If Julius Caesar had had an Embassy in North America, it would have been in Chillicothe!

There is a place in North America that was once the cultural crossroads between Native American tribes. This place is called Hopewell Culture National Historical Park, and it is located Chillicothe, Ohio. The archeological site was once the nerve center of Hopewell Indian culture. Today, it is in the process of being declared a UNESCO World Heritage Site. We will discover it with Mr. Bill Huebner, who knows the Park and its Mound City Group inside-out and has quite a story to tell. 

Mr. Huebner is 83 years old, but from his quick and articulate answers, you would think he is 35. For 10 years, Bill worked as a volunteer at the Hopewell Park. Years of neglect and unawareness of the importance of the archeological site almost had it and its majestic earthworks forgotten. Volunteers like Bill Huebner have contributed to keep its memory alive during the years.

Francesca (“Fran”): Bill, what is the Hopewell Culture National Park?

Bill: The whole Hopewell Culture National Historical Park in Ohio is comprised by five sites, including Mound City.

Fran What purpose were these archeological sites they serving?

Bill These are Astronomical Observatories. Do you want to hear a little astronomy?

Fran Of course!

Bill These earthworks have sightlines that point to the horizon where the moon rises and sets on the important points of an 18.6 year-long cycle. When you think about that for a minute, it’s pretty amazing. Imagine how long you have to watch the sky to determine that 18.6-year cycle, in a time where the was no written language yet, and the information was passed on over the generations! There’s also a huge circle that apparently was built to coincide with the summer solstice. It is genius that somebody figured out a way to record this information by building this immense earth work, recording it on the ground. It just gives me goose bumps!

Fran Yes. It highlights how it's a culture that was highly sophisticated to be able to do this! When does this culture trace back to?

Bill Nobody knew how old this culture was until about 1950 and not until radiocarbon dating came in the picture. When the first archeologists looked at the site, they thought it was probably only 300, 400 years old. No one guessed that these sites dated from 2000 years ago!

Fran A couple of years ago, I visited a site called the Serpent Mound [another earthwork site in Ohio]. Is there any connection between the two?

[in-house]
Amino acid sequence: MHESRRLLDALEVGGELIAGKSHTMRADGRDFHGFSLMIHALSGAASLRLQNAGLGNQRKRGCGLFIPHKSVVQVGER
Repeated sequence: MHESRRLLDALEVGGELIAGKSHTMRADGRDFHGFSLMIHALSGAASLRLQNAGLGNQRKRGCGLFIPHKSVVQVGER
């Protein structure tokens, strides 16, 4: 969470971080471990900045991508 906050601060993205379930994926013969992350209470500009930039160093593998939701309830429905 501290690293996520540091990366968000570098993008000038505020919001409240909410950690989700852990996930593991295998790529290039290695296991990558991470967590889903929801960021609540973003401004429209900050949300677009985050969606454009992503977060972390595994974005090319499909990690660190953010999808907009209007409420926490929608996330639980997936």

Bill There is controversy on whether the timeframe aligns. But beside that, Serpent Mound is the largest effigy mound in the world, so it is just as important as the Hopewell site. So important that they are in line for the World Heritage Inscription, which will probably happen in a couple of years because there are some problems with one of the sites.

Serpent Mound
PHOTOGRAPH BY Francesca Gottardi

Fran What’s the problem?

Bill There’s a golf course on part of it. And they have to get the golf course off of it, that has to happen first [laughs]. Once that’s fixed, the site is going to get worldwide recognition. What’s too bad is that many of us who have lived in the area for a long time didn't know about the treasure we have in our backyard!

Fran Have you come into contact with any Italians visiting the Park?

Bill There were some Italian researchers that worked at the park. I used to tell them that if Julius Caesar had had an embassy in North America, it would have been in Chillicothe, because that's where the center of culture was.

Fran Love it! Going back on the Hopewell's side, you mentioned that that it had a religious significance...

Bill Everything did, Francesca. Everything we have remaining from the Hopewell has religious significance. There's no doubt about it.

Fran Do we know who was buried there?

Bill We think that everyone buried at the Hopewell site was somehow important in the culture.

Under one of the biggest mounds alone there were at least 100 burials. They were not cremated, so they took up quite some space. We think that as many as 120 individuals are buried at the Hopewell site.

Fran How did the Hopewell Native Americans live?

Bill People lived in settlements of two or three houses together, probably like an extended family. There were not very many of them. We think it was a pretty egalitarian culture. There were no kings, no rulers. The important people were the religious leaders, the shamans. And it's my opinion, and I think most experts would agree, that the people buried in the city were probably religious leaders.

Fran How did they build these impressive and gigantic earthworks?